A Room of One’s Own

Gearing up for a summer class on Women’s Studies, I dusted off this classic for a re-read. Part of the pain of owning a book for a long time is having to suffer through the annotations left by your younger self, what resemble the markings of a maniac. My prior reading was during a time when I felt it acceptable to underline phrases I liked, instead of drawing a line in the margin to indicate something worth diving deeper into. I shamefully admit that my former self drew a smiley face and made other odd call-outs in the margins (but at least I was never a highlighter). Once I got past the frailty and foibles of my youth, I was knocked out by VW’s powerful, reasoned, calm dismantling of the problem of patriarchy.
Asked to give a lecture on Women and Fiction, she’s weighted down with the dilemma of having only an hour to discuss these enormous unsolved problems, she sits on the banks of a river and a thought comes to her, darting and sinking like a fish, setting up “such a wash and tumult of ideas that it was impossible to sit still.” So up she goes, walking across the grass, only to be frantically waved off by a professor– only Scholars are allowed on the grass, she must get back on the gravel. By that time, whatever grand thought she’d been chasing had fled. Now she decides to head to the library to check out Milton’s Lycidas, but is fluttered and chased off because she’s not accompanied by a Fellow of the College. She wanders the college grounds until lunch, going into great detail about the soles, partridges with sharp or sweet sauces, salads, potatoes, roast, pudding and wines of both hues.

And thus by degrees was lit, halfway down the spine, which is the seat of the soul, not that hard electric light which we call brilliance, as it pops in and out upon our lips, but the more profound, subtle and subterranean glow, which is the rich yellow flame of rational intercourse. No need to hurry. No need to sparkle. We are all going to heaven and Vandyck is of the company- in other words, how good life seemed, how sweet its rewards, how trivial this grudge or that grievance, how admirable friendship and the society of one’s kind, as, lighting a good cigarette, one sunk among the cushions in the window-seat.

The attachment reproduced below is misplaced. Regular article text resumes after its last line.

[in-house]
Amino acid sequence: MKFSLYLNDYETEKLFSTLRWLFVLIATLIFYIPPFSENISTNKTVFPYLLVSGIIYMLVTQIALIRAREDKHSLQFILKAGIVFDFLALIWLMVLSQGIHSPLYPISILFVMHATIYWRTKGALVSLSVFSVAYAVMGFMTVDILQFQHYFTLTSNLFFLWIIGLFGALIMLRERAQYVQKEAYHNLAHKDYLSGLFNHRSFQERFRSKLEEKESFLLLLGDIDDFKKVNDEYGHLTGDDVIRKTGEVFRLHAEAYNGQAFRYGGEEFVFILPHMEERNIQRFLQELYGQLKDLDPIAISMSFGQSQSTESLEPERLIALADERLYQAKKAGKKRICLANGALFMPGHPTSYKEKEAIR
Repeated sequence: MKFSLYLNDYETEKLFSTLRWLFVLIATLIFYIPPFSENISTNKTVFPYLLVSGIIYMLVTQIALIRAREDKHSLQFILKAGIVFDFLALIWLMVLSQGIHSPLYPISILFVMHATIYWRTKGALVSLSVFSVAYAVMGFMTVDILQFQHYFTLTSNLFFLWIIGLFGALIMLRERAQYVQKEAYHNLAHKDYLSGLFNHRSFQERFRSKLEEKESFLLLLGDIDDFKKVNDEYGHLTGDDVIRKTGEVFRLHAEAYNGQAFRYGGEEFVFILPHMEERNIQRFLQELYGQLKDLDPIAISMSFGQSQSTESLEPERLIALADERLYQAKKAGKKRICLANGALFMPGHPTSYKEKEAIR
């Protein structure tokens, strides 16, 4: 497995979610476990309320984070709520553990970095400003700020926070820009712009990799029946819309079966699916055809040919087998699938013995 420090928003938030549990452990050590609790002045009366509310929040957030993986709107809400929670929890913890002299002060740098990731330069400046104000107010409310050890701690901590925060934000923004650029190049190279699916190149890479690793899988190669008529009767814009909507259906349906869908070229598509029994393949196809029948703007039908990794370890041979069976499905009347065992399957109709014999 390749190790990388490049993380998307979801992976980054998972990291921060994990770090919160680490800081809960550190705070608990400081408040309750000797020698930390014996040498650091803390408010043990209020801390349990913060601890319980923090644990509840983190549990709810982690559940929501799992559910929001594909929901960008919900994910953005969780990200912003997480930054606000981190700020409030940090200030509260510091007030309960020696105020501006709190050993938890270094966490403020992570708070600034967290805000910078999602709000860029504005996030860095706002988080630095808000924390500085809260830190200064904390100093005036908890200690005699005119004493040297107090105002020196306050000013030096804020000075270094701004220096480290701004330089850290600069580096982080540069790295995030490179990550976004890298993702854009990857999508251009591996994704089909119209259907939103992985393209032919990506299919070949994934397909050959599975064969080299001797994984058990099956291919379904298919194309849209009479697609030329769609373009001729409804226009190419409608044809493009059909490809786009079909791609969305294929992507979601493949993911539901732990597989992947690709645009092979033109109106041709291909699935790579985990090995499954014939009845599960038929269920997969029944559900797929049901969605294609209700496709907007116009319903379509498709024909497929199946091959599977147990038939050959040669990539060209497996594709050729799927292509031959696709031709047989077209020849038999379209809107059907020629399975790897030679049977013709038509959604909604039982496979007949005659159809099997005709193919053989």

Walking back to town, she muses that the war (WWI) has changed the undertone of conversation, removing the buzz of romantic hope that was previously. When she gets to her friend’s college, contrast lunch with what is served the women: plain gravy soup, beef and potatoes, prunes and custard. “The lamp in the spine does not light on beef and prunes.” Safely up in Mary Seton’s room with a post-dinner cocktail, VW details the elaborate meal, the impressive architecture of the men’s college, and Seton explains that the women found it very hard to get £2,000 together to start the college in the first place, so “amenities will have to wait.” And why was it so hard to raise the funds? Why were women poor?
VW attacks this question back in London with a visit to the British Museum and is absolutely stunned by the volume of books written about women by men. “Are you aware that you are, perhaps, the most discussed animal in the universe?” She later muses that this explosion in interest was due to the recent campaign for voting rights, “when one is challenged, even by a few women in black bonnets, one retaliates, if one has never been challenged before, rather excessively.” Swirling in a sea of books about women, she doodles and finds herself most angry at the book entitled The Mental, Moral, and Physical Inferiority of the Female Sex, and realizes that most of these men are also angry. How to explain their anger? Over lunch, she decides it’s because women are no longer functioning as “looking-glasses possessing the magic and delicious power of reflecting the figure of man at twice its natural size.”
There is of course, much more. Shakespeare’s hypothetical sister Judith. The fact that women pervade poetry as subjects but are completely absent from history. The effect of active discouragement upon female artists. Bronte & Austen & Eliot. The strange absence of any females depicted as friends throughout literature (except as Woolf stumbles onto Carmichael’s “Chloe liked Olivia”).